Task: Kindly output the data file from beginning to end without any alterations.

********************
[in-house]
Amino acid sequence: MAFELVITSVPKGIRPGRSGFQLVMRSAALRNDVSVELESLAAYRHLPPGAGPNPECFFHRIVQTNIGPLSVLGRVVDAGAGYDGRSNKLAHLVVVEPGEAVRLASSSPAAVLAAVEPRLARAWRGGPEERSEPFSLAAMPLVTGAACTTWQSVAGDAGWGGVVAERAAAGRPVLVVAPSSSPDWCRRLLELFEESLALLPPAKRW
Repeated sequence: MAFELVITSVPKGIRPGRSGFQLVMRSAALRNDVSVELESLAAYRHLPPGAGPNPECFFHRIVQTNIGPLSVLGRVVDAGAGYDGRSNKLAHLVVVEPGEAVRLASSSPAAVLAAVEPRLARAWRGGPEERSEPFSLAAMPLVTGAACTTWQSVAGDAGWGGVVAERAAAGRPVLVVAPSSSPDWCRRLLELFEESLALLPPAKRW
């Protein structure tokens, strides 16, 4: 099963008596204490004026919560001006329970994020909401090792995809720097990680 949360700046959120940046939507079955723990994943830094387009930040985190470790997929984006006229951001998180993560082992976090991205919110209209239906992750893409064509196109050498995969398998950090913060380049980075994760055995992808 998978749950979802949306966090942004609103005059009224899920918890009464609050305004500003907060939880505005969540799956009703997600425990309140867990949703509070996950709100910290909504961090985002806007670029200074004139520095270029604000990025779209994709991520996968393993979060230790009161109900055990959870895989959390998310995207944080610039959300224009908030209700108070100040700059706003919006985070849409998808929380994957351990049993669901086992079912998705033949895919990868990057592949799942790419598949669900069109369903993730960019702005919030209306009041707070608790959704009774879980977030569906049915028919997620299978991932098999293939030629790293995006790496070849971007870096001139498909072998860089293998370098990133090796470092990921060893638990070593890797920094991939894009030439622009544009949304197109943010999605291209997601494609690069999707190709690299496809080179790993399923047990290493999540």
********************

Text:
[in-house]
Amino acid sequence: MAFELVITSVPKGIRPGRSGFQLVMRSAALRNDVSVELESLAAYRHLPPGAGPNPECFFHRIVQTNIGPLSVLGRVVDAGAGYDGRSNKLAHLVVVEPGEAVRLASSSPAAVLAAVEPRLARAWRGGPEERSEPFSLAAMPLVTGAACTTWQSVAGDAGWGGVVAERAAAGRPVLVVAPSSSPDWCRRLLELFEESLALLPPAKRW
Repeated sequence: MAFELVITSVPKGIRPGRSGFQLVMRSAALRNDVSVELESLAAYRHLPPGAGPNPECFFHRIVQTNIGPLSVLGRVVDAGAGYDGRSNKLAHLVVVEPGEAVRLASSSPAAVLAAVEPRLARAWRGGPEERSEPFSLAAMPLVTGAACTTWQSVAGDAGWGGVVAERAAAGRPVLVVAPSSSPDWCRRLLELFEESLALLPPAKRW
């Protein structure tokens, strides 16, 4: 099963008596204490004026919560001006329970994020909401090792995809720097990680 949360700046959120940046939507079955723990994943830094387009930040985190470790997929984006006229951001998180993560082992976090991205919110209209239906992750893409064509196109050498995969398998950090913060380049980075994760055995992808 998978749950979802949306966090942004609103005059009224899920918890009464609050305004500003907060939880505005969540799956009703997600425990309140867990949703509070996950709100910290909504961090985002806007670029200074004139520095270029604000990025779209994709991520996968393993979060230790009161109900055990959870895989959390998310995207944080610039959300224009908030209700108070100040700059706003919006985070849409998808929380994957351990049993669901086992079912998705033949895919990868990057592949799942790419598949669900069109369903993730960019702005919030209306009041707070608790959704009774879980977030569906049915028919997620299978991932098999293939030629790293995006790496070849971007870096001139498909072998860089293998370098990133090796470092990921060893638990070593890797920094991939894009030439622009544009949304197109943010999605291209997601494609690069999707190709690299496809080179790993399923047990290493999540």